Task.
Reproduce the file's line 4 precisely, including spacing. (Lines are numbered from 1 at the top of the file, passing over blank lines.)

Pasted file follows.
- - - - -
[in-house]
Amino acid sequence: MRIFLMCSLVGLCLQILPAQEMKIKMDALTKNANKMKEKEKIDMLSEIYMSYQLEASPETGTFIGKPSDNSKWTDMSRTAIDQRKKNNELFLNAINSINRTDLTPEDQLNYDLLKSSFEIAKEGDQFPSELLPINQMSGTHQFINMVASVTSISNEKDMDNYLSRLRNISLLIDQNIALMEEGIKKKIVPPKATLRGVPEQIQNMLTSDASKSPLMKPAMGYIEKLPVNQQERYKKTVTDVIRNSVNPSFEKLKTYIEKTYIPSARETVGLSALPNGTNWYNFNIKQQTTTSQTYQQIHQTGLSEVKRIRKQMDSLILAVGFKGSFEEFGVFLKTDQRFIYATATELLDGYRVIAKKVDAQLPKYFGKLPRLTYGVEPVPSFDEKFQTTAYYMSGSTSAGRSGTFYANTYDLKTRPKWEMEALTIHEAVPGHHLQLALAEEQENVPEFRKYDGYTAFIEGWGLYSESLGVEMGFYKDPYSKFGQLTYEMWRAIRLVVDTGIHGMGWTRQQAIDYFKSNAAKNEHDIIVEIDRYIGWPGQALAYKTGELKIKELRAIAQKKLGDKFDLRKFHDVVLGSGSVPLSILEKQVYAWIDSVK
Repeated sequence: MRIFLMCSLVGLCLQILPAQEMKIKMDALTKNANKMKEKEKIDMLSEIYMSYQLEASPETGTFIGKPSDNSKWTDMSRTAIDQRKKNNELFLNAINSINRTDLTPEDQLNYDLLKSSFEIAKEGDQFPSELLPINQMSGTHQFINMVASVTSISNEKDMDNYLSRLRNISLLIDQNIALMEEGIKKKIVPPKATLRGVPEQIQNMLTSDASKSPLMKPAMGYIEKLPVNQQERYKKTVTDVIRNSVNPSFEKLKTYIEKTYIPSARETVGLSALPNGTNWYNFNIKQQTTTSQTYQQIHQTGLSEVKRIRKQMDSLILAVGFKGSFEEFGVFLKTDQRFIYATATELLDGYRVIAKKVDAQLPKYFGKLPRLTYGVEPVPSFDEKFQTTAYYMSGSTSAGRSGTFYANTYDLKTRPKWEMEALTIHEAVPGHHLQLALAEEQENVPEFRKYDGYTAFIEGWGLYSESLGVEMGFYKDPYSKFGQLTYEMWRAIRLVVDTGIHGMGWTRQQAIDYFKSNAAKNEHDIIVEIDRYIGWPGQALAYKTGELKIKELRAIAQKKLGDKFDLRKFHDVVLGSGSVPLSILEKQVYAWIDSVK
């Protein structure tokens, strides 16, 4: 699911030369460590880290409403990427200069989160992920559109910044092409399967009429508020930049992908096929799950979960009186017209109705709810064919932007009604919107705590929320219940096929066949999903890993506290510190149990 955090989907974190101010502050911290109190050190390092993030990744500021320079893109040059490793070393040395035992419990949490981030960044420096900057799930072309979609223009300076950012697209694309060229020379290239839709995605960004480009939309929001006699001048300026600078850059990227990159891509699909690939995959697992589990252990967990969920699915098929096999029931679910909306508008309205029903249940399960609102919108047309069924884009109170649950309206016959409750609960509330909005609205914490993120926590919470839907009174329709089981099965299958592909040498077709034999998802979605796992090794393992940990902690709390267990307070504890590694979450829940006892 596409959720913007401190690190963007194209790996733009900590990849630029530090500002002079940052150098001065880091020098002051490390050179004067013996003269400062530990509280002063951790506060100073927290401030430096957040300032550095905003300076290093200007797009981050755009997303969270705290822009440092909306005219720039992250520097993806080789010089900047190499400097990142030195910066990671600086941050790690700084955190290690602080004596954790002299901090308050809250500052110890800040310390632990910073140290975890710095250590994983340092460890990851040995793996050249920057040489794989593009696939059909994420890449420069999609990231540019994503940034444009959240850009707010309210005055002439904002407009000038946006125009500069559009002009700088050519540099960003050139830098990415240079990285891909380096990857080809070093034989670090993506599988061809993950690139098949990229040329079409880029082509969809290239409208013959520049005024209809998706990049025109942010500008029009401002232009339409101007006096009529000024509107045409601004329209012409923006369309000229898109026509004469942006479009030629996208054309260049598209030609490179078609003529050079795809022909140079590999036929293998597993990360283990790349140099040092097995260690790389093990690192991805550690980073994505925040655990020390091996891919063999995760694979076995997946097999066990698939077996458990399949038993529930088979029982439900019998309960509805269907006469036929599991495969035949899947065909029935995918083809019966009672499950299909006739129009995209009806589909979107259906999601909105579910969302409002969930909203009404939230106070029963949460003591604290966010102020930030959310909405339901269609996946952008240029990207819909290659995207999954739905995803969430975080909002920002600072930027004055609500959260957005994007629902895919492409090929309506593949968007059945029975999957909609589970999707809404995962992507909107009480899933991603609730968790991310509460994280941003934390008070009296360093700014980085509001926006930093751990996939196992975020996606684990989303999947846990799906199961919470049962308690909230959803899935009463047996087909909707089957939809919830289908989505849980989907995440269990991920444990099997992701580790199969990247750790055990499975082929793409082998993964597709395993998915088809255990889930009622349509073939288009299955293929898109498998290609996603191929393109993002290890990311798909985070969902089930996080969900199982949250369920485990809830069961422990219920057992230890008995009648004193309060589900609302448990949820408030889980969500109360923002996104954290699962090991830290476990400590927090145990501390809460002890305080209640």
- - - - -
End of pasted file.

């Protein structure tokens, strides 16, 4: 699911030369460590880290409403990427200069989160992920559109910044092409399967009429508020930049992908096929799950979960009186017209109705709810064919932007009604919107705590929320219940096929066949999903890993506290510190149990 955090989907974190101010502050911290109190050190390092993030990744500021320079893109040059490793070393040395035992419990949490981030960044420096900057799930072309979609223009300076950012697209694309060229020379290239839709995605960004480009939309929001006699001048300026600078850059990227990159891509699909690939995959697992589990252990967990969920699915098929096999029931679910909306508008309205029903249940399960609102919108047309069924884009109170649950309206016959409750609960509330909005609205914490993120926590919470839907009174329709089981099965299958592909040498077709034999998802979605796992090794393992940990902690709390267990307070504890590694979450829940006892 596409959720913007401190690190963007194209790996733009900590990849630029530090500002002079940052150098001065880091020098002051490390050179004067013996003269400062530990509280002063951790506060100073927290401030430096957040300032550095905003300076290093200007797009981050755009997303969270705290822009440092909306005219720039992250520097993806080789010089900047190499400097990142030195910066990671600086941050790690700084955190290690602080004596954790002299901090308050809250500052110890800040310390632990910073140290975890710095250590994983340092460890990851040995793996050249920057040489794989593009696939059909994420890449420069999609990231540019994503940034444009959240850009707010309210005055002439904002407009000038946006125009500069559009002009700088050519540099960003050139830098990415240079990285891909380096990857080809070093034989670090993506599988061809993950690139098949990229040329079409880029082509969809290239409208013959520049005024209809998706990049025109942010500008029009401002232009339409101007006096009529000024509107045409601004329209012409923006369309000229898109026509004469942006479009030629996208054309260049598209030609490179078609003529050079795809022909140079590999036929293998597993990360283990790349140099040092097995260690790389093990690192991805550690980073994505925040655990020390091996891919063999995760694979076995997946097999066990698939077996458990399949038993529930088979029982439900019998309960509805269907006469036929599991495969035949899947065909029935995918083809019966009672499950299909006739129009995209009806589909979107259906999601909105579910969302409002969930909203009404939230106070029963949460003591604290966010102020930030959310909405339901269609996946952008240029990207819909290659995207999954739905995803969430975080909002920002600072930027004055609500959260957005994007629902895919492409090929309506593949968007059945029975999957909609589970999707809404995962992507909107009480899933991603609730968790991310509460994280941003934390008070009296360093700014980085509001926006930093751990996939196992975020996606684990989303999947846990799906199961919470049962308690909230959803899935009463047996087909909707089957939809919830289908989505849980989907995440269990991920444990099997992701580790199969990247750790055990499975082929793409082998993964597709395993998915088809255990889930009622349509073939288009299955293929898109498998290609996603191929393109993002290890990311798909985070969902089930996080969900199982949250369920485990809830069961422990219920057992230890008995009648004193309060589900609302448990949820408030889980969500109360923002996104954290699962090991830290476990400590927090145990501390809460002890305080209640």